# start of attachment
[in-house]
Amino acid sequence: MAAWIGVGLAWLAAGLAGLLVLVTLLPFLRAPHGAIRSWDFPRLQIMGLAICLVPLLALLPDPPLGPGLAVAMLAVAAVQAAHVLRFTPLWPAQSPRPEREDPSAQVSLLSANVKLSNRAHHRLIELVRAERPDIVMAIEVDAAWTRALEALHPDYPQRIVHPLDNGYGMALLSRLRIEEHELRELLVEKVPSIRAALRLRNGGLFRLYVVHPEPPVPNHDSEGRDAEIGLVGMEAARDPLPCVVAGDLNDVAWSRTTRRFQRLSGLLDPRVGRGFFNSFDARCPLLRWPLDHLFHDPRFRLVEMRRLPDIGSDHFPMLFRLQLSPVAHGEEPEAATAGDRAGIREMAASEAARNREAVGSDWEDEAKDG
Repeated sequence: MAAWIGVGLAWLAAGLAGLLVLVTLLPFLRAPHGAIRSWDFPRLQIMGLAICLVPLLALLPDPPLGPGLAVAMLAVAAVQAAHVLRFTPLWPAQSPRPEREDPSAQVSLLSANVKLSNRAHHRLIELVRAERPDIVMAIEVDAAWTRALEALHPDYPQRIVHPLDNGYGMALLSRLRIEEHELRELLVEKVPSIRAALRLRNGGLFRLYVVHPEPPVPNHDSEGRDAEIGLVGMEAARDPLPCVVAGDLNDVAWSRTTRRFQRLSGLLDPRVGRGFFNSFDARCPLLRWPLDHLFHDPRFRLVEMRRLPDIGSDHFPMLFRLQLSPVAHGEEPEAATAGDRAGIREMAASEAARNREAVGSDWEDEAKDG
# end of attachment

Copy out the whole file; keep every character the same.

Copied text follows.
[in-house]
Amino acid sequence: MAAWIGVGLAWLAAGLAGLLVLVTLLPFLRAPHGAIRSWDFPRLQIMGLAICLVPLLALLPDPPLGPGLAVAMLAVAAVQAAHVLRFTPLWPAQSPRPEREDPSAQVSLLSANVKLSNRAHHRLIELVRAERPDIVMAIEVDAAWTRALEALHPDYPQRIVHPLDNGYGMALLSRLRIEEHELRELLVEKVPSIRAALRLRNGGLFRLYVVHPEPPVPNHDSEGRDAEIGLVGMEAARDPLPCVVAGDLNDVAWSRTTRRFQRLSGLLDPRVGRGFFNSFDARCPLLRWPLDHLFHDPRFRLVEMRRLPDIGSDHFPMLFRLQLSPVAHGEEPEAATAGDRAGIREMAASEAARNREAVGSDWEDEAKDG
Repeated sequence: MAAWIGVGLAWLAAGLAGLLVLVTLLPFLRAPHGAIRSWDFPRLQIMGLAICLVPLLALLPDPPLGPGLAVAMLAVAAVQAAHVLRFTPLWPAQSPRPEREDPSAQVSLLSANVKLSNRAHHRLIELVRAERPDIVMAIEVDAAWTRALEALHPDYPQRIVHPLDNGYGMALLSRLRIEEHELRELLVEKVPSIRAALRLRNGGLFRLYVVHPEPPVPNHDSEGRDAEIGLVGMEAARDPLPCVVAGDLNDVAWSRTTRRFQRLSGLLDPRVGRGFFNSFDARCPLLRWPLDHLFHDPRFRLVEMRRLPDIGSDHFPMLFRLQLSPVAHGEEPEAATAGDRAGIREMAASEAARNREAVGSDWEDEAKDG